Frequently Asked Questions about Puppies Pt 2

There isn’t much that tugs at our heartstrings more than a puppy.

We just want to hold those little beings and protect them from the world. At some point after we bring home a puppy, however, reality strikes and questions arise.

I’ve been teaching puppy kindergarten classes for more than two decades and have found that many questions are asked over and over. In the first Puppy FAQ post we talked about the best age to bring home a puppy, why puppy proofing your home is so important, when your puppy should see the veterinarian, and more. Here are some other questions that puppy owners ask often.

Can I put a collar and tag on my puppy?

Yes, you can put a collar with an identification tag on your puppy and you should. Puppies can be fast and since they haven’t had any training yet, they don’t know that they shouldn’t dash out an open door or gate. Although it’s horrible to think your puppy might get lost, that identification tag would, hopefully, get him back home.

However, I have two warnings. If your puppy wrestles with another puppy or dog, take the collar off during those wrestling sessions. If one puppy grabs the other at the neck (which is normal play) a collar get get caught in the other dog’s jaws and both could be hurt (or worse). Put the collar back on after playtime is over.

Check the collar’s fit often. Puppies, especially medium and large breed puppies, grow quickly and a collar can become too tight within a few weeks. A tight collar can become uncomfortable, might choke your puppy, or even be so tight the skin will begin to grow over the collar. It can become the stuff of nightmares. Just check it often.

Can I use flea and tick products on my puppy?

I always check with my veterinarian before using any flea or tick products on my puppy, Hero. I remembered what I had used on Bones, my older dog, for flea and tick control, but talked to my veterinarian anyway.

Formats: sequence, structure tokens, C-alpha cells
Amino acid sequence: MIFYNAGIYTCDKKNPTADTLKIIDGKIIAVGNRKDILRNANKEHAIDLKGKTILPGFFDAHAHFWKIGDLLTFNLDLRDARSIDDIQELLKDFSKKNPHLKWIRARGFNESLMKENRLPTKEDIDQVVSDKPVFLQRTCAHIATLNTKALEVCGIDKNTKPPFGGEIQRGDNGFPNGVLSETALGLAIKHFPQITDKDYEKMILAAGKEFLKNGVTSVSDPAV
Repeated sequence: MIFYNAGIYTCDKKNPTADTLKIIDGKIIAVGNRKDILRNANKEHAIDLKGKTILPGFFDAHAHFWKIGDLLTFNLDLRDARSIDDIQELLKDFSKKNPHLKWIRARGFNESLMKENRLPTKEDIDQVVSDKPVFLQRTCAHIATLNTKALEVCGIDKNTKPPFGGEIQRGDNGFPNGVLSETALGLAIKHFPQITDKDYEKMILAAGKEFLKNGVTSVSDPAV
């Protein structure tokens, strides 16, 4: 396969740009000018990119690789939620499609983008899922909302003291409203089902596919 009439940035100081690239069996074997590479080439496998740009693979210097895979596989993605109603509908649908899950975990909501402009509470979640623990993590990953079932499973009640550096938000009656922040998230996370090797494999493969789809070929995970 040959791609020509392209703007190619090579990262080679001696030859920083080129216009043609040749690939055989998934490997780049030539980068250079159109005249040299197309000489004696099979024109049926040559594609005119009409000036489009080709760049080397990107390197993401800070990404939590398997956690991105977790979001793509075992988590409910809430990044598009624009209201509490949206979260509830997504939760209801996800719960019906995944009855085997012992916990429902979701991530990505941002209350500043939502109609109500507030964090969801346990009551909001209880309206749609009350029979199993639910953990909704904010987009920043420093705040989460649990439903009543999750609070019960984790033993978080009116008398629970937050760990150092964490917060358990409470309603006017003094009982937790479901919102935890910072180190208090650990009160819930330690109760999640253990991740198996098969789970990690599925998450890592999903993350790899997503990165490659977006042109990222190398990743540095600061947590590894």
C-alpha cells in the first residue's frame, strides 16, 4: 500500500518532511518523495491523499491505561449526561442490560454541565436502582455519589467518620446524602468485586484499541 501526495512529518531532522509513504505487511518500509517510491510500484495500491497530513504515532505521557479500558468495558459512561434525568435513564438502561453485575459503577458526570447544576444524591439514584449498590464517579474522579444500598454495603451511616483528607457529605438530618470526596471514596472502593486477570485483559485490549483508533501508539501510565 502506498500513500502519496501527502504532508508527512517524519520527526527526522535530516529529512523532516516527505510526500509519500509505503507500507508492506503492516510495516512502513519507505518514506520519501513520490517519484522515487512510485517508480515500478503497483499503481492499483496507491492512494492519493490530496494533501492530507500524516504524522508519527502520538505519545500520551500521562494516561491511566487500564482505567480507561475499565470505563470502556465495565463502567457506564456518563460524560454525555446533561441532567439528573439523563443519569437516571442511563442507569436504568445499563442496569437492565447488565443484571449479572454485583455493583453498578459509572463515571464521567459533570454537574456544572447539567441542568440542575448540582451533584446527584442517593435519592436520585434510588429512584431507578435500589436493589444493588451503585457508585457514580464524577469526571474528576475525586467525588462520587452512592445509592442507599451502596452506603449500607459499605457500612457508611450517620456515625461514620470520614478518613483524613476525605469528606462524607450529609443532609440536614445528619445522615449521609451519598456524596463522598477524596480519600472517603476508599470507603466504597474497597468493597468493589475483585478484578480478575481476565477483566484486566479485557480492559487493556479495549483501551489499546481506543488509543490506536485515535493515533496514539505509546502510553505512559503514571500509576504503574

Products change, new products are introduced, old ones may be discontinued, and there may be knowledge of reactions or problems with previously used products. In addition, there may be new instructions about the use of certain products. Maybe it had been okay for puppies under four months, for example, but now is recommended for puppies over six months.

Once a product is okayed by your veterinarian, make sure you follow the directions on the product exactly as written. If you see and kind of a reaction or side effects, call your veterinarian right away.

I just brought my puppy home and he has diarrhea. Why?

This isn’t unusual. Many puppies will develop diarrhea (or soft stools) when faced with changes in their life. The stress of going from one home to another, leaving his mom and littermates, and the car ride home can upset his gastrointestinal system. Just the change in water will set off some puppies.

To keep this reaction as minimal as possible, fed him the same food as he ate previously, and if you wish to change his food, do so gradually. When I brought Hero home he developed soft stools so I kept him on the food his breeder was feeding him, added a spoonful of pureed pumpkin to each meal (to soothe the tummy and digestive tract), and added a tablespoon of unflavored Pedialyte to each meal, too, to help prevent dehydration. Then when it continued after a couple of days I took him in to see his veterinarian. He turned out to be fine and she had me continue on his new regime.

When you wish to change the puppy’s food, do so gradually. Even a spoonful of the new food is enough for some puppies in the beginning.